Angels Of Epilepsy
June - #AOENEWS, Blogs, Articles, Events, & More!
The Project UPLIFT Program Addressing the Mental Health of Blacks with Epilepsy in Georgia
By Demetrius Geiger, MPH, Ambiir Gray, MPH, Darryl Howard, MSM MPH Candidate, and Rakale Quarells, PhD
Morehouse School of Medicine and Emory University are striving to improve the lives of Blacks with epilepsy through Project UPLIFT (Using Practice and Learning to Increase Favorable Thoughts). The purpose of the program is to teach people with epilepsy mental health skills to reduce and prevent depression, anxiety, and stress. The Project UPLIFT team is happy to announce that recruitment has ended!
Who participated in our study? We had a total of 82 participants to complete our 1st assessment. Nearly 70% of our participants were women, the average age was 41 years old, and the average age of epilepsy diagnosis was 24 years old. People with epilepsy face many challenges with advancing their education, gaining employment, and living above the poverty level. Although nearly 65% of our participants went to college, only 23% were employed and 58% made less than $25,000 per year. Epilepsy stigma is a big problem and employers are often hesitant to hire people with epilepsy.
Mental health challenges such as depression and anxiety are also common in the epilepsy community. Over 55% of our population had mild or moderate levels of depression and nearly 35% had mild anxiety. Depression and anxiety if not addressed can cause seizures to increase. Our goal is to determine if the Project UPLIFT program would work as well in Blacks. Stayed tuned and attend the PRC epilepsy webinar this summer to learn more about epilepsy and Project UPLIFT study results.
Last September, Guy Bradley began having episodes of severe and sudden confusion with night sweats and nausea.
"He'd wake up and not know where he was or what day it was," said his wife, Harriet.
Also troubling: the 69-year old suddenly could not find his way around the golf course he'd played all his adult life.
With each of the four episodes, Harriet and Guy would head to the closest emergency room. Each time, the diagnosis was scary – and yet didn't quite fit.
"We were told a mini-stroke, but they couldn't find evidence of stroke," Guy said. "We were told early stage dementia. At one point, there was a subtle suggestion of psychiatric issues."
But even as Harriet was terrified, she wasn't convinced these were the right diagnoses.
"It was nonsensical; Guy's confusion was episodic, not gradual, and really skill-specific," she said.
In one unusual episode at the grocery store, Guy had the sensation that almost everyone he saw there was familiar to him, but he couldn't place their faces.
"I've lived here all my life," he said. "I know a lot of people, but I knew that somehow what I was seeing wasn't right."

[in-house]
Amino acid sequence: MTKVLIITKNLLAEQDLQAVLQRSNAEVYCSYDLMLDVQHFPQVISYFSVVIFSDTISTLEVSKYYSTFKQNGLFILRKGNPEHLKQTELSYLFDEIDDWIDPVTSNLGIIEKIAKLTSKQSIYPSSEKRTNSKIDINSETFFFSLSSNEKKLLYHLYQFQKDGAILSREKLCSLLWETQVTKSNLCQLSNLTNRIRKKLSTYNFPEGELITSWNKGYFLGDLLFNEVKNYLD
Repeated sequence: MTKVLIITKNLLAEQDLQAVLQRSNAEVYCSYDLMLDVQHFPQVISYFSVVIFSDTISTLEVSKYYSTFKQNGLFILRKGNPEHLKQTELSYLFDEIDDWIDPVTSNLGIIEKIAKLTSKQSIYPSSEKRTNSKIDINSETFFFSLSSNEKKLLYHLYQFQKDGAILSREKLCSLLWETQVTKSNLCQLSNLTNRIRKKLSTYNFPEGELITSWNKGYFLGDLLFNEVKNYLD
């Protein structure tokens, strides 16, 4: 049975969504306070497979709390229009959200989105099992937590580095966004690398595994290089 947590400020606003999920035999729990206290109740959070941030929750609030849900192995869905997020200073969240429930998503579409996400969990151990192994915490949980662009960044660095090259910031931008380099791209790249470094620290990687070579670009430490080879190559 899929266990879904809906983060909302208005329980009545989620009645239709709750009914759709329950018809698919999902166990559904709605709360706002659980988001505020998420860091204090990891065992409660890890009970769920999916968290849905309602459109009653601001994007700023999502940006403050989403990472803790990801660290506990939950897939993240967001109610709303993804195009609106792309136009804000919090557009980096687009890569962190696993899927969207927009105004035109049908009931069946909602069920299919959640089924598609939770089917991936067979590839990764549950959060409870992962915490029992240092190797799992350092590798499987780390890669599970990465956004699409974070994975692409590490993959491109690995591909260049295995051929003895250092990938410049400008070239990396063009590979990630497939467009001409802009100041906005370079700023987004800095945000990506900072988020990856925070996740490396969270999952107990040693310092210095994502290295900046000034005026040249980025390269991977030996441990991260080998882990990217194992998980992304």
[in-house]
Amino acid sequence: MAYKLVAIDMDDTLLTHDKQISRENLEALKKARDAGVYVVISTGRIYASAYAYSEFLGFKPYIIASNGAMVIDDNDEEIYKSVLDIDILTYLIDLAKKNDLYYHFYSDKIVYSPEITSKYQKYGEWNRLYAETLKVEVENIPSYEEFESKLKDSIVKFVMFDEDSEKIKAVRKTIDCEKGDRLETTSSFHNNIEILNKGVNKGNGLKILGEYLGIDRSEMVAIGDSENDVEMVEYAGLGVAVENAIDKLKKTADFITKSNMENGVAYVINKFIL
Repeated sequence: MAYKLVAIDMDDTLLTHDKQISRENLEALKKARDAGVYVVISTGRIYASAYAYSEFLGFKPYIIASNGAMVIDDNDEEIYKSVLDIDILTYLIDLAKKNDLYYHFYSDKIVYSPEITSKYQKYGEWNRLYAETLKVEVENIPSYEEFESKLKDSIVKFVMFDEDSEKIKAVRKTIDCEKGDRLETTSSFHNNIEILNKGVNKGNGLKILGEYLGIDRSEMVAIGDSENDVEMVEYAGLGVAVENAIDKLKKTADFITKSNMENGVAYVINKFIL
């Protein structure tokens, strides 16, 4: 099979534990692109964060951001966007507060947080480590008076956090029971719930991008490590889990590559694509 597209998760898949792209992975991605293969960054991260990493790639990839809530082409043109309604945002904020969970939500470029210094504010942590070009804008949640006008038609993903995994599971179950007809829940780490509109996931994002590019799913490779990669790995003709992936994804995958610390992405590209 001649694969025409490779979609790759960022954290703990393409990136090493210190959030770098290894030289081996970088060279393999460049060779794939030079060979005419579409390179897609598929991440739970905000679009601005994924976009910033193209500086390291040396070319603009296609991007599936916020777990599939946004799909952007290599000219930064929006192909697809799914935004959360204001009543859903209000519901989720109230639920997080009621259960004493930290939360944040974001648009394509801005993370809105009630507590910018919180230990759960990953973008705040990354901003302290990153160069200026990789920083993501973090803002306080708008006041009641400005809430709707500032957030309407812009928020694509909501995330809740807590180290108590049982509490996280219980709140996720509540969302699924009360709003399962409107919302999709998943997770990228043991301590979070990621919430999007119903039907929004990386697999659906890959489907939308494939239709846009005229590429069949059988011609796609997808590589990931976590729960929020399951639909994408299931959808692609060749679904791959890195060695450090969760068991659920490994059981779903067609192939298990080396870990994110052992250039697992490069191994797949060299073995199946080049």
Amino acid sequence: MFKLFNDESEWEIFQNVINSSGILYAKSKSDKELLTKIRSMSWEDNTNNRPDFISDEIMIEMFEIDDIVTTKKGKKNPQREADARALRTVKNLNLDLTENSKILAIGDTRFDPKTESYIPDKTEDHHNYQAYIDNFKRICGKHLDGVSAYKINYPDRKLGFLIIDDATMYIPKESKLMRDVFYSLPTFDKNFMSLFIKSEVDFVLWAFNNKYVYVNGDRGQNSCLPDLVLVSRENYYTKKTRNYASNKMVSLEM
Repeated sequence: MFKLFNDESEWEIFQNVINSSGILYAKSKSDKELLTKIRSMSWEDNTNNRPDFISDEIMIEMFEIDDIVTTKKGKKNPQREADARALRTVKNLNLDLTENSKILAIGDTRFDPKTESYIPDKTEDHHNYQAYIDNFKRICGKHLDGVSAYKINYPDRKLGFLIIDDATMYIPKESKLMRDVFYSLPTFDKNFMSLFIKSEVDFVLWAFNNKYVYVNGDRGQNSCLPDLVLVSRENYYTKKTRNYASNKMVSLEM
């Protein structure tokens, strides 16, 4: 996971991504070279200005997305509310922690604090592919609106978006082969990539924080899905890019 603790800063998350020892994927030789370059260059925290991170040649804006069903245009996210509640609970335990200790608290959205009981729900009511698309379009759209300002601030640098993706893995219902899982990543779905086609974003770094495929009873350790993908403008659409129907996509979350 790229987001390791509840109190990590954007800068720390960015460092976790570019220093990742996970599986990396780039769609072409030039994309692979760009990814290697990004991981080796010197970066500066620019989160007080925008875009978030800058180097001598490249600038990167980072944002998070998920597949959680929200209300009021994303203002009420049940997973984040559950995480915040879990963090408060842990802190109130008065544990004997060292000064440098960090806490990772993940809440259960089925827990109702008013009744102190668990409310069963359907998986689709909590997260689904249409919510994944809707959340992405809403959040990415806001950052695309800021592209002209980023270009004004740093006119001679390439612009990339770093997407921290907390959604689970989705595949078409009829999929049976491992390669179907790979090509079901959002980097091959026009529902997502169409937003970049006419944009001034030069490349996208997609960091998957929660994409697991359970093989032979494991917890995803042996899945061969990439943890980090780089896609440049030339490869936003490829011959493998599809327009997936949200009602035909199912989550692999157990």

Dr. Terry O'Neill, Guy's UK primary care physician, ordered an EEG to look at the electrical activity in Guy's brain. The next day, Guy and Harriet met with neuropsychologist Lisa Koehl, Ph.D., for a neurodiagnostic consultation.
AOE's Advocate, Natalie Y. Beavers, speaks at the NMA's Region IV Conference in Milwaukee
Angels Of Epilepsy founder and survivor, Natalie Y. Beavers, alongside with Dr. Steven Owens from the Epilepsy Foundation Of America, spoke at the National Medical Association Region IV Conference in Milwaukee, Wisconsin on June 1st.
Natalie shared her life journey living with epilepsy from her experience growing up to the different challenges she faced as an adult. She expressed to doctors and those in the medical community the importance to become personal with their patients and take a listen to their challenges.
Angels Of Epilepsy Foundation has heard from many epilepsy survivors and even families having difficulties expressing themselves even with their physicians. We're hoping changes will come related to epilepsy and those living with it.
Thanks to the National Medical Association and the Epilepsy Foundation Of America for allowing us to speak out about epilepsy and the importance of those affected in the minority communities.
* Follow Angels Of Epilepsy Foundation on Facebook to see photos from the NMA's Conference. *
'Trauma, exhaustion and a life or death situation' - the reality of having seizures on London buses and trains
Would you know what to do if you saw someone have a seizure?
It can be very traumatic to watch, but it's easy to help out and make a real difference to the safety of the person who's having the seizure.
Despite this, only 64% of people said they'd be happy, or know how, to help someone when they have a seizure, and over half believe myths such as putting a spoon in someone's mouth.
Angel Robinson-Sabaris, from Haringey , has had very mixed experiences when she suffers a seizure in public.
The 17-year-old said: "Once, I was on the bus and started to have a seizure. My sister screamed for the driver to stop and he didn’t.
"A lady told my sister to calm down, but my sister carried on and then they finally stopped the bus. An ambulance was called.
"My sister told me that people were complaining because they wanted to go home.
Angel said: "Then I had a seizure at school. I fell off my chair and no one knew what to do. My teacher was swearing, people were crying, and my classmates had to run and get help.
"Another teacher said it wasn’t important. I got a concussion and a massive bump on my head and my right arm and leg were all bruised.
Angels Of Epilepsy " i Am ME " Campaign
Follow Angels Of Epilepsy's YouTube channel and visit our website to see more videos from survivors and parents that has joined our " I Am ME " campaign!
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